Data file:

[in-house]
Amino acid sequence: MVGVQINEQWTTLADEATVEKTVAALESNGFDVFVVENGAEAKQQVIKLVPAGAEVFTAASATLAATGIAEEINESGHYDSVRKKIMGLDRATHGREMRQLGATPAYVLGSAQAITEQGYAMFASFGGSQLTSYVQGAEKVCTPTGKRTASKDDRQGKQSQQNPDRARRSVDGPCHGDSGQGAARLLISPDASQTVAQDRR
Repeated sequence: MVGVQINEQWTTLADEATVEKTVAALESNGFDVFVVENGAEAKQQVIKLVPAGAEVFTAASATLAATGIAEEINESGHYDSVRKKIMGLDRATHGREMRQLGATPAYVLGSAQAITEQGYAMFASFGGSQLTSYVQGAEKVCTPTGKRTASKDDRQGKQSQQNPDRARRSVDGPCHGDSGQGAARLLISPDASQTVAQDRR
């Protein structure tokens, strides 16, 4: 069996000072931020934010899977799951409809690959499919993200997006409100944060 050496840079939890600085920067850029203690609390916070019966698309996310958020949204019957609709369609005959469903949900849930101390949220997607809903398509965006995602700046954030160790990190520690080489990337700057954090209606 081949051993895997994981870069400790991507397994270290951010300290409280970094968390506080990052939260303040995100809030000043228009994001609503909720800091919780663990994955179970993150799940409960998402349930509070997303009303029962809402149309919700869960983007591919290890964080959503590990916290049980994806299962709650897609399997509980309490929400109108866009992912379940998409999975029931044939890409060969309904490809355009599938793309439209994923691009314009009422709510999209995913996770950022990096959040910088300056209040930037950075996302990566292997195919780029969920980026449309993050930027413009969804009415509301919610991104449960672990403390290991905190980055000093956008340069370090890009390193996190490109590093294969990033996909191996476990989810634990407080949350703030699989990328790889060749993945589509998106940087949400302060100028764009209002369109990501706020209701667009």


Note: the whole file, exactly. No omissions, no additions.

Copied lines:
[in-house]
Amino acid sequence: MVGVQINEQWTTLADEATVEKTVAALESNGFDVFVVENGAEAKQQVIKLVPAGAEVFTAASATLAATGIAEEINESGHYDSVRKKIMGLDRATHGREMRQLGATPAYVLGSAQAITEQGYAMFASFGGSQLTSYVQGAEKVCTPTGKRTASKDDRQGKQSQQNPDRARRSVDGPCHGDSGQGAARLLISPDASQTVAQDRR
Repeated sequence: MVGVQINEQWTTLADEATVEKTVAALESNGFDVFVVENGAEAKQQVIKLVPAGAEVFTAASATLAATGIAEEINESGHYDSVRKKIMGLDRATHGREMRQLGATPAYVLGSAQAITEQGYAMFASFGGSQLTSYVQGAEKVCTPTGKRTASKDDRQGKQSQQNPDRARRSVDGPCHGDSGQGAARLLISPDASQTVAQDRR
């Protein structure tokens, strides 16, 4: 069996000072931020934010899977799951409809690959499919993200997006409100944060 050496840079939890600085920067850029203690609390916070019966698309996310958020949204019957609709369609005959469903949900849930101390949220997607809903398509965006995602700046954030160790990190520690080489990337700057954090209606 081949051993895997994981870069400790991507397994270290951010300290409280970094968390506080990052939260303040995100809030000043228009994001609503909720800091919780663990994955179970993150799940409960998402349930509070997303009303029962809402149309919700869960983007591919290890964080959503590990916290049980994806299962709650897609399997509980309490929400109108866009992912379940998409999975029931044939890409060969309904490809355009599938793309439209994923691009314009009422709510999209995913996770950022990096959040910088300056209040930037950075996302990566292997195919780029969920980026449309993050930027413009969804009415509301919610991104449960672990403390290991905190980055000093956008340069370090890009390193996190490109590093294969990033996909191996476990989810634990407080949350703030699989990328790889060749993945589509998106940087949400302060100028764009209002369109990501706020209701667009």